First patients with sickle cell disease treated with experimental gene-editing cell therapy remains VOC-free after 9 months
The first patients with severe sickle cell disease (SCD) treated with an experimental gene-editing cell therapy is free of vaso-occlusive crises (VOCs) 9 months after treatment, according to data from Phase 1/2 clinical trial presented at the European Hematology Association (EHA) virtual congress.
Nine months after infusion with the investigational CRISPR/Cas9 gene-editing therapy, CTX001, the patient was free of VOCs and was transfusion independent. The patient had total hemoglobin levels of 11.8 g/dL, 46.1% fetal hemoglobin, and F-cells (erythrocytes expressing fetal hemoglobin) of 99.7%. At 6 months, bone marrow allelic editing was 81.4%.
Three serious adverse events (sepsis in the presence of neutropenia, cholelithiasis and abdominal pain) occurred after infusion, although none were considered related to CTX001.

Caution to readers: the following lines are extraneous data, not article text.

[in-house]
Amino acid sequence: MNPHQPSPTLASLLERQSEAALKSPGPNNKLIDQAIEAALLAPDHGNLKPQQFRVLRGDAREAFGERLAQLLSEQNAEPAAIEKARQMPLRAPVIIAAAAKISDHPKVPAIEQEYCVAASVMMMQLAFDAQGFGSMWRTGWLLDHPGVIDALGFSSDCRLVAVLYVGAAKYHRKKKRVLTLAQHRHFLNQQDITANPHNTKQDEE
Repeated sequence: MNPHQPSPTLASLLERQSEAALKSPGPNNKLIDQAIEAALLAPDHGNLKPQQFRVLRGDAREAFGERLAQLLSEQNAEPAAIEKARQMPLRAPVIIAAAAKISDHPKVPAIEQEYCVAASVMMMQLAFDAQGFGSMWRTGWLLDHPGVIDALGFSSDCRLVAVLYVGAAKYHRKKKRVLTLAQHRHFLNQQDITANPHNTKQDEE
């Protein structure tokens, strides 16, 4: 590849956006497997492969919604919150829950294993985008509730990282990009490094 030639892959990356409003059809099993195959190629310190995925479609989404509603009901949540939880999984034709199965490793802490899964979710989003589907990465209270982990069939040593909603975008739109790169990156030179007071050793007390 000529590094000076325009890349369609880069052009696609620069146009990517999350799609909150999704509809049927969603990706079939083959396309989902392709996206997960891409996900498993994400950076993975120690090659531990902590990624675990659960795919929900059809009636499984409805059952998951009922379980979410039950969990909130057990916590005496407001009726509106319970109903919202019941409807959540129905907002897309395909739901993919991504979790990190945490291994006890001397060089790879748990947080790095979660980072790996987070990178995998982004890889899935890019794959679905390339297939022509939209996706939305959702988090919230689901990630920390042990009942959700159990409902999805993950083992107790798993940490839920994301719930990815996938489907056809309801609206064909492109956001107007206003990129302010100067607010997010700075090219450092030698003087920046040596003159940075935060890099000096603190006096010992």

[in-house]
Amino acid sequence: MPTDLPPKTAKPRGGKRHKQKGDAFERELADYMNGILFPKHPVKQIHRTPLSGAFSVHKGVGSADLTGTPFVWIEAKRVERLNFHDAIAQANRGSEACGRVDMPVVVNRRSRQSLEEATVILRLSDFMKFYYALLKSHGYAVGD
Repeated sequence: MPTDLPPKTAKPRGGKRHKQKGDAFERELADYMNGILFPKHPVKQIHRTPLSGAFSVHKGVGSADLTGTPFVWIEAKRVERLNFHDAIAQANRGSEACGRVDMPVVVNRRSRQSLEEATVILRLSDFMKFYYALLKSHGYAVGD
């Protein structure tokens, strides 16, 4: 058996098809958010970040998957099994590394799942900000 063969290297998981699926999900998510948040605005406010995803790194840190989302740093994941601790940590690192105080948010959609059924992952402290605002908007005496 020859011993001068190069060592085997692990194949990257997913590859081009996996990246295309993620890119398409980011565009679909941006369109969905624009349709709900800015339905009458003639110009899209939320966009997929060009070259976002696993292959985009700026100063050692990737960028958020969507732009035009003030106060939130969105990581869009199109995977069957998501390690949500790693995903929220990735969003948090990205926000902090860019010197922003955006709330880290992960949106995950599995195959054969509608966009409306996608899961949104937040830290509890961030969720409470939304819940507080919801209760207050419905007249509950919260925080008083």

“With these new data, we are beginning to see early evidence of the potential durability of benefit from treatment with CTX001, as well as consistency of the therapeutic effect across patients,” said Samarth Kulkarni, PhD, Chief Executive Officer of CRISPR Therapeutics, in a press release. “These highly encouraging early data represent one more step toward delivering on the promise and potential of CRISPR/Cas9 therapies as a new class of potentially transformative medicines to treat serious diseases.”
Read the full press release here.